About Dean-designate Ayanna Howard
Accomplished roboticist, entrepreneur and educator Ayanna Howard, PhD, will become dean of the College of Engineering on March 1. Presently she is chair of the Georgia Institute of Technology School of Interactive Computing in the College of Computing, as well as founder and director of the Human-Automation Systems Lab (HumAnS).
Her career spans higher education, NASA’s Jet Propulsion Laboratory, and the private sector. Dr. Howard is the founder and president of the board of directors of Zyrobotics, a Georgia Tech spin-off company that develops mobile therapy and educational products for children with special needs. Zyrobotics products are based on Dr. Howard’s research.
Among many accolades, Forbes named Dr. Howard to its America's Top 50 Women In Tech list.
Dr. Howard also be a tenured professor in the college’s Department of Electrical and Computer Engineering with a joint appointment in Computer Science and Engineering.
She will be the first woman to lead the College of Engineering. Nationally, only 17% of engineering deans or directors across the country are female, according to the Society of Women Engineers. She also will become the college’s second Black dean. George Mason University President Gregory Washington served as interim dean from 2008 to 2011. Throughout her career, Dr. Howard has been active in helping to diversify the engineering profession for women, underrepresented minorities, and individuals with disabilities.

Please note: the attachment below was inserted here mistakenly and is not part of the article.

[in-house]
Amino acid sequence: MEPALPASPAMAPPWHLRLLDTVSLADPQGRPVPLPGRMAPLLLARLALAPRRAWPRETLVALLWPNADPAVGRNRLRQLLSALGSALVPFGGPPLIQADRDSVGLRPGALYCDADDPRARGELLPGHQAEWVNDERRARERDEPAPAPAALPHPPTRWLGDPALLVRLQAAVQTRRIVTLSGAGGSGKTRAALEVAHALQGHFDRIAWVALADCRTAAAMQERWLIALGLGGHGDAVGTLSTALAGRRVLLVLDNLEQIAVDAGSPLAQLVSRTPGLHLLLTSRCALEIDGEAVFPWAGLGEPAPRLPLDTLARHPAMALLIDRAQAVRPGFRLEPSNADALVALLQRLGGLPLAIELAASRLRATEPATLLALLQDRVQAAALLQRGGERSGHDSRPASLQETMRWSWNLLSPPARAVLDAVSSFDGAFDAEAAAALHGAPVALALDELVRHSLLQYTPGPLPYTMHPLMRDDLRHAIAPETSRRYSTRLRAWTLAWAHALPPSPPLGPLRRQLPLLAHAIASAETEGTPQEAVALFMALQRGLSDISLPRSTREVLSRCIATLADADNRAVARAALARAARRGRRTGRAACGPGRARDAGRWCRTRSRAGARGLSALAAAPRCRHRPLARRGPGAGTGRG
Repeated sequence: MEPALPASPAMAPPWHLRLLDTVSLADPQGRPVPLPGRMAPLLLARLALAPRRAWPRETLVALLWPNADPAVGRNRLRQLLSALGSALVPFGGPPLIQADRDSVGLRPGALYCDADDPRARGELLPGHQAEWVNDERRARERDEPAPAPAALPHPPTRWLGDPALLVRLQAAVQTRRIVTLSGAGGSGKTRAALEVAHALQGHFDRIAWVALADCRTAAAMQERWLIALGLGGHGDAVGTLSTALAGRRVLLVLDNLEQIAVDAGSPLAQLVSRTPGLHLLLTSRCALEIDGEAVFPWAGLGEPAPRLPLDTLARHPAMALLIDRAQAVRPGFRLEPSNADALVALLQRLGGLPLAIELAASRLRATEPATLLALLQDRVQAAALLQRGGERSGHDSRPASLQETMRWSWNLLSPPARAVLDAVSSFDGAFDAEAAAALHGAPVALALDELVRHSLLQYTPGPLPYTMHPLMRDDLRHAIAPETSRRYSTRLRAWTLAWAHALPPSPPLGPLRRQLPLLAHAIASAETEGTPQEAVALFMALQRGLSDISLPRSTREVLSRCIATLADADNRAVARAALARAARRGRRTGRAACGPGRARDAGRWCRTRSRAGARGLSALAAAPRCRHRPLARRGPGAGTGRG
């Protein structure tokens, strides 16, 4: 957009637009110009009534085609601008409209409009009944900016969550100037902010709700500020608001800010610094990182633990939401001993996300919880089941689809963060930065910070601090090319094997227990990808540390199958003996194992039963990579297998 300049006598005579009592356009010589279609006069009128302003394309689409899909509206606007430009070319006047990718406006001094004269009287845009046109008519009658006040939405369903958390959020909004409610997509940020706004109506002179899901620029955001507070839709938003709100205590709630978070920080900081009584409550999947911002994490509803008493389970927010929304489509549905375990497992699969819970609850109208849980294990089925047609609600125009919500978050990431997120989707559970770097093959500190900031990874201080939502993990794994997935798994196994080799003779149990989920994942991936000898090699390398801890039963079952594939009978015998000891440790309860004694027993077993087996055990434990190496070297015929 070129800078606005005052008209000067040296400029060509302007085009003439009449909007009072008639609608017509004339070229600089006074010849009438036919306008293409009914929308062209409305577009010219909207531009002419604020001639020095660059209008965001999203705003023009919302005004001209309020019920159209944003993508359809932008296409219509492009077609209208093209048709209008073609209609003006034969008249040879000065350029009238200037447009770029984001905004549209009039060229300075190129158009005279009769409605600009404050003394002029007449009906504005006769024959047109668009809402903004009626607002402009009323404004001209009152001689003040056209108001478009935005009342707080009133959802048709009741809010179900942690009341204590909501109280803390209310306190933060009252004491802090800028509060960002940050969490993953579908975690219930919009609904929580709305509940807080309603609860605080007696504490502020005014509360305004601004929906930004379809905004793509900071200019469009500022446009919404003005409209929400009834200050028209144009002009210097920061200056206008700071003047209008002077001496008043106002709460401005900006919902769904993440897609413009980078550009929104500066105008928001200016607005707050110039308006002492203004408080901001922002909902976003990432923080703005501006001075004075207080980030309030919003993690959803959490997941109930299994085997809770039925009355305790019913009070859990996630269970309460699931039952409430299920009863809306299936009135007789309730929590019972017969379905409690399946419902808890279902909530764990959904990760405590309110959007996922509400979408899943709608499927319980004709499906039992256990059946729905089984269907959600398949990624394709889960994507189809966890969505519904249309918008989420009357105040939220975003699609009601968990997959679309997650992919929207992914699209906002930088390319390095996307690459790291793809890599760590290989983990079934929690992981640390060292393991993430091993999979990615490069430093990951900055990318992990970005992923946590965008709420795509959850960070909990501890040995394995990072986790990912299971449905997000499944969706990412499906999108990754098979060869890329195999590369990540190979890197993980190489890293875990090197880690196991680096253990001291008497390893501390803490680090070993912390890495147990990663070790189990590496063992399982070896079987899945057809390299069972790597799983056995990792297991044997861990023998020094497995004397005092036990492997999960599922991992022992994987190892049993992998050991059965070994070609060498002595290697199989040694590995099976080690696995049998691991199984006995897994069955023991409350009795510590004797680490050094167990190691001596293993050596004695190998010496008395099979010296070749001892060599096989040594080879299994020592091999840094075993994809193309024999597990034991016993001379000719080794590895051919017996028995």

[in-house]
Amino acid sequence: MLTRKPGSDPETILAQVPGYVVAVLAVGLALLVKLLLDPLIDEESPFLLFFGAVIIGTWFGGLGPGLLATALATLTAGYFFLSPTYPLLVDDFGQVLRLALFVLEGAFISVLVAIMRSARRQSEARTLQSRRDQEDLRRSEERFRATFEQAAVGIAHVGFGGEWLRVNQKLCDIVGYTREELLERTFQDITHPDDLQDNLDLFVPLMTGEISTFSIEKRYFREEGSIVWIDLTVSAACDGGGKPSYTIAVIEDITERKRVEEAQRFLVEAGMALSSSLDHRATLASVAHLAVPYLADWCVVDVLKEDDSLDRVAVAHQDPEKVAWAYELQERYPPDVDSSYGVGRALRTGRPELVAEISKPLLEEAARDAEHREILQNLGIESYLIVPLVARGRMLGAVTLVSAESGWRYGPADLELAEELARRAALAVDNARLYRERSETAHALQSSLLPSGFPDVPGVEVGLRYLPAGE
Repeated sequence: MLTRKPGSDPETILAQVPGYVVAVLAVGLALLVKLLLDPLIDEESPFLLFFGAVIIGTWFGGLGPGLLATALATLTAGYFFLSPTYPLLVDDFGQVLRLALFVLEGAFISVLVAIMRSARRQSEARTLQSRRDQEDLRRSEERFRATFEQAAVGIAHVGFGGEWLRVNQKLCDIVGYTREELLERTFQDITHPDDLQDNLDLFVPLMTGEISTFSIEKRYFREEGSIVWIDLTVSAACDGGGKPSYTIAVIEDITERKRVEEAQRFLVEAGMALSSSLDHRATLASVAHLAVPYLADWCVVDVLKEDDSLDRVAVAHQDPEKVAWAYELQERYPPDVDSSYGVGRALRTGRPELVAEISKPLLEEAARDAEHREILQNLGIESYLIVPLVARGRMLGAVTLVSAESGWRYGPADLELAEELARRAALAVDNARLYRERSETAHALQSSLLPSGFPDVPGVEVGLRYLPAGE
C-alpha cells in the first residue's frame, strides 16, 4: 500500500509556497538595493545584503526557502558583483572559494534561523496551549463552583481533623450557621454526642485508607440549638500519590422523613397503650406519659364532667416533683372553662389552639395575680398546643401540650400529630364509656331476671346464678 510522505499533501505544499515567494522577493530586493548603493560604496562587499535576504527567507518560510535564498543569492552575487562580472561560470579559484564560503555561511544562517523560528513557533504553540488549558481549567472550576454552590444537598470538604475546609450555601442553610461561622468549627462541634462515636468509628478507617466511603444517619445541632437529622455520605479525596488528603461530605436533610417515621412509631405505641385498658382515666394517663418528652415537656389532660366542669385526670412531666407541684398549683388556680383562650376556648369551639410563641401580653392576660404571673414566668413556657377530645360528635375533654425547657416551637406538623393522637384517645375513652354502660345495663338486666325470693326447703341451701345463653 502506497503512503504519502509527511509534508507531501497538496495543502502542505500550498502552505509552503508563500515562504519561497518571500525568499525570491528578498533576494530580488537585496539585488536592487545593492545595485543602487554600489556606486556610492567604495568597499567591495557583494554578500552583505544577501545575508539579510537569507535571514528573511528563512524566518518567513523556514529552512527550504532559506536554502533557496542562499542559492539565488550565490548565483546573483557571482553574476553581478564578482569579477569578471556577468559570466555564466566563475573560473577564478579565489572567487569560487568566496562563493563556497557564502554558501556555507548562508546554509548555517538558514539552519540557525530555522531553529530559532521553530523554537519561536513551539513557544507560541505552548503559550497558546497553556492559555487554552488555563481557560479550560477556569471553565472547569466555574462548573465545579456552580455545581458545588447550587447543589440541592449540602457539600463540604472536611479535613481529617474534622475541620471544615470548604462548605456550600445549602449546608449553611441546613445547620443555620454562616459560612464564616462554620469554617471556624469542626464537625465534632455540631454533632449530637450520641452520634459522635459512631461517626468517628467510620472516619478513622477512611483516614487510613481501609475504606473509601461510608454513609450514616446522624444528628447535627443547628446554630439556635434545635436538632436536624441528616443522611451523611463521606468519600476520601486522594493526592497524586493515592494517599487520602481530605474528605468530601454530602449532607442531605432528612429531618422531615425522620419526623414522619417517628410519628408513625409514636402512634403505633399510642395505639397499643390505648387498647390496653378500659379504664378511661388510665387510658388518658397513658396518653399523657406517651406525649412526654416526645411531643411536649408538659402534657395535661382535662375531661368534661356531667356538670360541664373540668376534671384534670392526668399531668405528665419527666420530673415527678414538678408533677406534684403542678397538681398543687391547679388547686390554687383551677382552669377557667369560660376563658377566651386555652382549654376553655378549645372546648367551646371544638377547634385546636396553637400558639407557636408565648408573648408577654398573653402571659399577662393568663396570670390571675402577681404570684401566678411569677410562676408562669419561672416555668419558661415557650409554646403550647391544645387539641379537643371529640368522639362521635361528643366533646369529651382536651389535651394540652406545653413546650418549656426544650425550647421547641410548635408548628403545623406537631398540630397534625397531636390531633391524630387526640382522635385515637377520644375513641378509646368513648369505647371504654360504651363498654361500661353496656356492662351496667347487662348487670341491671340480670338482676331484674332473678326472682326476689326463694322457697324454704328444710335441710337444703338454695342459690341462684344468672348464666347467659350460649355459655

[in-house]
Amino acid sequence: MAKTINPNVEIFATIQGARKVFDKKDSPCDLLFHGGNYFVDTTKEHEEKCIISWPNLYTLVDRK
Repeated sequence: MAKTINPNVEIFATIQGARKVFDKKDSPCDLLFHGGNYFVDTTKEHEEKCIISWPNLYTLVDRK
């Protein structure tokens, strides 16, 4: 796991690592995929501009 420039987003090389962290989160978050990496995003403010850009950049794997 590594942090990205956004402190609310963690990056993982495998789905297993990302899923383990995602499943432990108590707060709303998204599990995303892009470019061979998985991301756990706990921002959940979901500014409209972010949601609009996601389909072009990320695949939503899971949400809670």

Dr. Howard earned her bachelor’s degree in computer engineering from Brown University, her master’s degree and PhD in electrical engineering from the University of Southern California, and her MBA from Claremont Graduate University.
From 1993 to 2005, she worked at NASA’s Jet Propulsion Laboratory, where she held multiple roles including senior robotics researcher and deputy manager in the Office of the Chief Scientist. Among other projects, Howard was involved in developing SmartNav — an autonomous, next-generation Mars rover — and SnoMotes, toy-sized robots that can explore icy terrain that is too dangerous for scientists.
She joined Georgia Tech in 2005 as an associate professor and the founder of the HumAnS lab. The lab focuses on humanized intelligence, which uses techniques such as sensing and learning to enhance the autonomous capabilities of robots or other computerized systems. The HumAnS lab has generated more than 250 publications and $8.5 million in principal investigators-led research funding.
Among other roles at Georgia Tech, Dr. Howard was program director of the nation’s first multidisciplinary robotics PhD program; associate chair for faculty development in the School of Electrical and Computer Engineering; and associate director of research at the Institute for Robotics and Intelligent Machines.
In 2013, she founded Zyrobotics to help translate the lab’s research into commercial products for children with special needs. Zyrobotics spun off as a non-profit in 2020.